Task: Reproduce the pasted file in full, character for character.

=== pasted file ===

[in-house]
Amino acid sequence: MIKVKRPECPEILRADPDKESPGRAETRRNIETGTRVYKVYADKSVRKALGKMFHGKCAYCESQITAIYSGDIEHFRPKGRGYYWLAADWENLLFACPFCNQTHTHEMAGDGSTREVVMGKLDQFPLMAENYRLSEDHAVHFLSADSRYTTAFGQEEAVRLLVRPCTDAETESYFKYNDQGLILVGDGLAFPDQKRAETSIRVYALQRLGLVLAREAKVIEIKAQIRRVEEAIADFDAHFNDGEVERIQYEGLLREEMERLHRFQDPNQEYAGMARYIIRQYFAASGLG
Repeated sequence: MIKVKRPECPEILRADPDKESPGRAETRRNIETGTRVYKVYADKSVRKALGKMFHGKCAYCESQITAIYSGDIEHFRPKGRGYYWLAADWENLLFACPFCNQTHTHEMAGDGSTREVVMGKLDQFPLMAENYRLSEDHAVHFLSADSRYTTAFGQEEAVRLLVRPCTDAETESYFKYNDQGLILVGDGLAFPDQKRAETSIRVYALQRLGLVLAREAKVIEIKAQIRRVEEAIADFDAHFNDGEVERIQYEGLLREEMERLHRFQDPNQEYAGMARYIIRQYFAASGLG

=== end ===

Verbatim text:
[in-house]
Amino acid sequence: MIKVKRPECPEILRADPDKESPGRAETRRNIETGTRVYKVYADKSVRKALGKMFHGKCAYCESQITAIYSGDIEHFRPKGRGYYWLAADWENLLFACPFCNQTHTHEMAGDGSTREVVMGKLDQFPLMAENYRLSEDHAVHFLSADSRYTTAFGQEEAVRLLVRPCTDAETESYFKYNDQGLILVGDGLAFPDQKRAETSIRVYALQRLGLVLAREAKVIEIKAQIRRVEEAIADFDAHFNDGEVERIQYEGLLREEMERLHRFQDPNQEYAGMARYIIRQYFAASGLG
Repeated sequence: MIKVKRPECPEILRADPDKESPGRAETRRNIETGTRVYKVYADKSVRKALGKMFHGKCAYCESQITAIYSGDIEHFRPKGRGYYWLAADWENLLFACPFCNQTHTHEMAGDGSTREVVMGKLDQFPLMAENYRLSEDHAVHFLSADSRYTTAFGQEEAVRLLVRPCTDAETESYFKYNDQGLILVGDGLAFPDQKRAETSIRVYALQRLGLVLAREAKVIEIKAQIRRVEEAIADFDAHFNDGEVERIQYEGLLREEMERLHRFQDPNQEYAGMARYIIRQYFAASGLG